Reflection by ANGELA W.
Original TED page w/ speaker bio, links, comments, etc:
Why are we happy?
Even if you think you are not happy, there is always a way that we, as humans, find to be happy. Our brain finds a way to accept what has happened that we may dislike. When someone close to us dies, yes, we do feel sorrow and pain, but after a while we find a way by being happy by knowing “he would want me to be happy,” remembering the good memories and celebration that person’s life. We find ways to make the worst things into something to somehow be happy about.
How do we do that?
In the past two million years, humans have developed the pre-frontal cortex. This part of our brain is an experienced simulator, meaning we can have an experience in our head before it actually happens. Dan Gilbert gives the example of Ben & Jerry’s not having liver and onion ice cream because they made it and tried it and decided it was not good, but because their pre-frontal cortex could have the experience of tasting liver and onion ice cream and decide it was not good without actually tasting it.
Gilbert says “happiness can be synthesized.”
Synthesis, in philosophy, means using deductive reasoning or ideas that resolve contradictions. It means we pretend we are happier with the outcome of a situation that we may not have wanted. Gilbert said “We synthesize happiness, but we think happiness is a thing that has to be found,” which is very true because we always have that feeling of being happy in us, but our notion of happiness is such a greater expectation than what it really is. Our idea and view of happiness is something that only could be achieved in a perfect world. We all know our world is nowhere near perfect. We think being happy means everything in our life would be perfect, we would have no troubles, we would have all the money we wanted, and we would have the perfect family, children, and job, a perfect life. Our idea of being happy is having nothing to complain about. That is usually a person’s idea of happiness. In reality, no one’s life is like that, even though it may seem like that to another person. The person that you think has a perfect life, most likely has a lot of troubles as well, but is not showing the pain because our brain can find a way to make us happy.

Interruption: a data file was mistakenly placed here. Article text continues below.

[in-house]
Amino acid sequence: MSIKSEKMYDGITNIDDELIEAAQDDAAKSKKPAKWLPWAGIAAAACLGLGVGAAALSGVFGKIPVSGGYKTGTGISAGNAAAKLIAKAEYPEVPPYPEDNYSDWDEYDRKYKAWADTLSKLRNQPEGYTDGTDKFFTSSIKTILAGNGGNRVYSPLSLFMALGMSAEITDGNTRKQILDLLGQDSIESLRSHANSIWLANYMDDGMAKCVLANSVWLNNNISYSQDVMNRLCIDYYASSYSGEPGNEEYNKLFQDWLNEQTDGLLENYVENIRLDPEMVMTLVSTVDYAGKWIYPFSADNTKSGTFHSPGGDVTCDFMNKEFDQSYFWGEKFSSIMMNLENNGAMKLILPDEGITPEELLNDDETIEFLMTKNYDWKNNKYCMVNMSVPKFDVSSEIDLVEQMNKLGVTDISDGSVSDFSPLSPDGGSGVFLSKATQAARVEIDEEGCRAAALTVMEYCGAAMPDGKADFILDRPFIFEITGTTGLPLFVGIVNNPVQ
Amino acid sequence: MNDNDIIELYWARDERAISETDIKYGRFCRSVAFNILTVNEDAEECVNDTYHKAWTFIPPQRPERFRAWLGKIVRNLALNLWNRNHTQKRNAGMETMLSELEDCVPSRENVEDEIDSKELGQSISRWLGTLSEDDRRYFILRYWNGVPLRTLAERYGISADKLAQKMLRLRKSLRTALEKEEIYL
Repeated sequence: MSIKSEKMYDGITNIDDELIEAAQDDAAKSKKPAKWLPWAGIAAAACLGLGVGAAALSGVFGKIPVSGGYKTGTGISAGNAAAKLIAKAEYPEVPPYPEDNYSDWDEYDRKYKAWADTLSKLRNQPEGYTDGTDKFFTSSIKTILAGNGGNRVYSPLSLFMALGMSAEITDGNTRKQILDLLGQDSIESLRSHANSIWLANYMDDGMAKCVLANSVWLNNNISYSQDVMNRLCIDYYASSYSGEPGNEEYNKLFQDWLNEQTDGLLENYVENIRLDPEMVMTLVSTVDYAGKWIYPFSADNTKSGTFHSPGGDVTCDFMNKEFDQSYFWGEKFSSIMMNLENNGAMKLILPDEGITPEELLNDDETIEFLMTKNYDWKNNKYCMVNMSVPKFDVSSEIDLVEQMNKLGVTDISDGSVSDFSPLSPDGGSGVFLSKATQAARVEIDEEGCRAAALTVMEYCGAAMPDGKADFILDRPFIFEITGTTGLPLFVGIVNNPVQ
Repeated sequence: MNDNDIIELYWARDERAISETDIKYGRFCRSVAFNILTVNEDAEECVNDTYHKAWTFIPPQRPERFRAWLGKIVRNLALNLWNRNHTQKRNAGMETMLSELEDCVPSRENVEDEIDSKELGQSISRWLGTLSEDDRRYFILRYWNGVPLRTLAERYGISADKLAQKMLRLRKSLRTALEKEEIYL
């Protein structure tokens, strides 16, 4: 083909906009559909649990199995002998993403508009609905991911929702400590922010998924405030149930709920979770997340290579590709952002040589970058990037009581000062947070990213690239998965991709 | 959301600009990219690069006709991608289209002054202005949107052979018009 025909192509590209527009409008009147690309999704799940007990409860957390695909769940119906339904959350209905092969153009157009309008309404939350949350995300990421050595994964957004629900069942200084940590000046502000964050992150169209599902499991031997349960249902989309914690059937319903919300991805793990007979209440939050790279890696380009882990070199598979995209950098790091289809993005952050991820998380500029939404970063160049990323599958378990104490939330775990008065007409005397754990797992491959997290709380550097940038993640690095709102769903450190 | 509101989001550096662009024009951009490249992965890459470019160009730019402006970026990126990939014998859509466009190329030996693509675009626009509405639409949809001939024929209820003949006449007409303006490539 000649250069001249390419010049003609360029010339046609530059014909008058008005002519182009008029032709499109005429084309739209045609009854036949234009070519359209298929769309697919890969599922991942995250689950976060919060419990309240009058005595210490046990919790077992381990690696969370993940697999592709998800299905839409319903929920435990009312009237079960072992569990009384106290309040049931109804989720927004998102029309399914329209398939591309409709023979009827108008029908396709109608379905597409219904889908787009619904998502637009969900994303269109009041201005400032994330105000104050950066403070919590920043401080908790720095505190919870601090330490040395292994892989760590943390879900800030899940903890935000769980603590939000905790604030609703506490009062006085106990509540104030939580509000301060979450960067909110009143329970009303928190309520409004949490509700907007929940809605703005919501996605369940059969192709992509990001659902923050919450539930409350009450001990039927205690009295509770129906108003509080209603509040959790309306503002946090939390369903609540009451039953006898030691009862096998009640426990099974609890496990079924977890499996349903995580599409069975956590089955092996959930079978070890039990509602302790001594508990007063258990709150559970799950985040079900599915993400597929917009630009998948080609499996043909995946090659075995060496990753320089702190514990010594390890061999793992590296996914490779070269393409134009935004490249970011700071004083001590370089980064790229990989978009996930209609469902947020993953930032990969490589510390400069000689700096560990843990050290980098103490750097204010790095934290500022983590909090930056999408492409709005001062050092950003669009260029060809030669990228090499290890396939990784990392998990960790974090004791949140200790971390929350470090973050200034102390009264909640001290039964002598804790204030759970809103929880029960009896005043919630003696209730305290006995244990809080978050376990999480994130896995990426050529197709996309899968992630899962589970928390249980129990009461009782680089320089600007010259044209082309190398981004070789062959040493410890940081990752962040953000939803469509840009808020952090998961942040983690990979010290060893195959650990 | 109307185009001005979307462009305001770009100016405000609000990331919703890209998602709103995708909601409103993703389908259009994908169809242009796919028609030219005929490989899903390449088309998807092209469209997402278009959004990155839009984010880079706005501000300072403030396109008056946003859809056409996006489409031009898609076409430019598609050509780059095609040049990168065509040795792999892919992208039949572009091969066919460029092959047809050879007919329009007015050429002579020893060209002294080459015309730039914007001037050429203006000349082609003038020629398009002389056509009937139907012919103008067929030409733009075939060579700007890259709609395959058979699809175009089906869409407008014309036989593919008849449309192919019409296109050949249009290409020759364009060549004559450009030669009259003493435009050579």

Another reason we are happy is because we find ways to be happier with what we own than what we do not.
Gilbert presents an experience on people with Anterograde Amnesia, which means they cannot make new memories due to excessive alcohol consumption in the past. The experiment involved the doctor asking the Amnesia patient to pick the painting they liked the most out of a line up of six. Once the patient picked which one they liked the most, the doctor explains that they will mail the painting to them and leaves the room for thirty minutes. The doctor comes back and because the patient does not remember what had just happened, the doctor asks the patient to pick out which one they own. The patient of course does not remember and just guesses which usually is not the one they picked last time. They then put the pictures in order from what they like the most to the one they like the least and they always put the one they own first. Studies show that synthetic happiness is real because people without and with Anterograde Amnesia both like the one they own much better than the one they do not own.
“Synthetic happiness is the same as ‘real’ happiness.”